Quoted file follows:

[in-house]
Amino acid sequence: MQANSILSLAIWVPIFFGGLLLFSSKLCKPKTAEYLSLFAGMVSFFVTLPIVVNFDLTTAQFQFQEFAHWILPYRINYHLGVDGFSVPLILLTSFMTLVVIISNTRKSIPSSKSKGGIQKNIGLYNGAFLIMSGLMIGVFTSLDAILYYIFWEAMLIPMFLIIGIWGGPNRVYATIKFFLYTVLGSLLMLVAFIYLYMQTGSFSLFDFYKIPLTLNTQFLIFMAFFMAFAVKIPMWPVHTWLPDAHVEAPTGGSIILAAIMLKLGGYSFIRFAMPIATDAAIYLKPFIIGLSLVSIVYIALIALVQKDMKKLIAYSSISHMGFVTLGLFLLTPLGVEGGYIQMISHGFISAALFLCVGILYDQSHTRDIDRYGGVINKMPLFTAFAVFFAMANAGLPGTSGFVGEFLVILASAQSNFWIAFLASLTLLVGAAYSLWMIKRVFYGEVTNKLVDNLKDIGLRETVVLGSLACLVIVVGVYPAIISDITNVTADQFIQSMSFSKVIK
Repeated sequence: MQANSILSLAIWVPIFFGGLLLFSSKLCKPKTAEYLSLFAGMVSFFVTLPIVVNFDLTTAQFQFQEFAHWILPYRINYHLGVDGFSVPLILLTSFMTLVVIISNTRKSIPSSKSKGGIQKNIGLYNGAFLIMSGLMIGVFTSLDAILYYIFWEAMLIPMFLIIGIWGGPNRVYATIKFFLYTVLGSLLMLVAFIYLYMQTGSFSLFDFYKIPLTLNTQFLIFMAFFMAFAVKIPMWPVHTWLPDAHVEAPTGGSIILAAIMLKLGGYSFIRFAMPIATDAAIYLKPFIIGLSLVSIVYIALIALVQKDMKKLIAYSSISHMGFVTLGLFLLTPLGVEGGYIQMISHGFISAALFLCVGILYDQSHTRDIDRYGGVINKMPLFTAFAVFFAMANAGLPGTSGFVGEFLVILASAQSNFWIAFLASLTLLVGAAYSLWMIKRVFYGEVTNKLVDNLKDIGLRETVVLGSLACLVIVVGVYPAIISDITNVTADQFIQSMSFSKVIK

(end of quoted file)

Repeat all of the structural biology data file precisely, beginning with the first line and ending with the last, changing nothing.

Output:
[in-house]
Amino acid sequence: MQANSILSLAIWVPIFFGGLLLFSSKLCKPKTAEYLSLFAGMVSFFVTLPIVVNFDLTTAQFQFQEFAHWILPYRINYHLGVDGFSVPLILLTSFMTLVVIISNTRKSIPSSKSKGGIQKNIGLYNGAFLIMSGLMIGVFTSLDAILYYIFWEAMLIPMFLIIGIWGGPNRVYATIKFFLYTVLGSLLMLVAFIYLYMQTGSFSLFDFYKIPLTLNTQFLIFMAFFMAFAVKIPMWPVHTWLPDAHVEAPTGGSIILAAIMLKLGGYSFIRFAMPIATDAAIYLKPFIIGLSLVSIVYIALIALVQKDMKKLIAYSSISHMGFVTLGLFLLTPLGVEGGYIQMISHGFISAALFLCVGILYDQSHTRDIDRYGGVINKMPLFTAFAVFFAMANAGLPGTSGFVGEFLVILASAQSNFWIAFLASLTLLVGAAYSLWMIKRVFYGEVTNKLVDNLKDIGLRETVVLGSLACLVIVVGVYPAIISDITNVTADQFIQSMSFSKVIK
Repeated sequence: MQANSILSLAIWVPIFFGGLLLFSSKLCKPKTAEYLSLFAGMVSFFVTLPIVVNFDLTTAQFQFQEFAHWILPYRINYHLGVDGFSVPLILLTSFMTLVVIISNTRKSIPSSKSKGGIQKNIGLYNGAFLIMSGLMIGVFTSLDAILYYIFWEAMLIPMFLIIGIWGGPNRVYATIKFFLYTVLGSLLMLVAFIYLYMQTGSFSLFDFYKIPLTLNTQFLIFMAFFMAFAVKIPMWPVHTWLPDAHVEAPTGGSIILAAIMLKLGGYSFIRFAMPIATDAAIYLKPFIIGLSLVSIVYIALIALVQKDMKKLIAYSSISHMGFVTLGLFLLTPLGVEGGYIQMISHGFISAALFLCVGILYDQSHTRDIDRYGGVINKMPLFTAFAVFFAMANAGLPGTSGFVGEFLVILASAQSNFWIAFLASLTLLVGAAYSLWMIKRVFYGEVTNKLVDNLKDIGLRETVVLGSLACLVIVVGVYPAIISDITNVTADQFIQSMSFSKVIK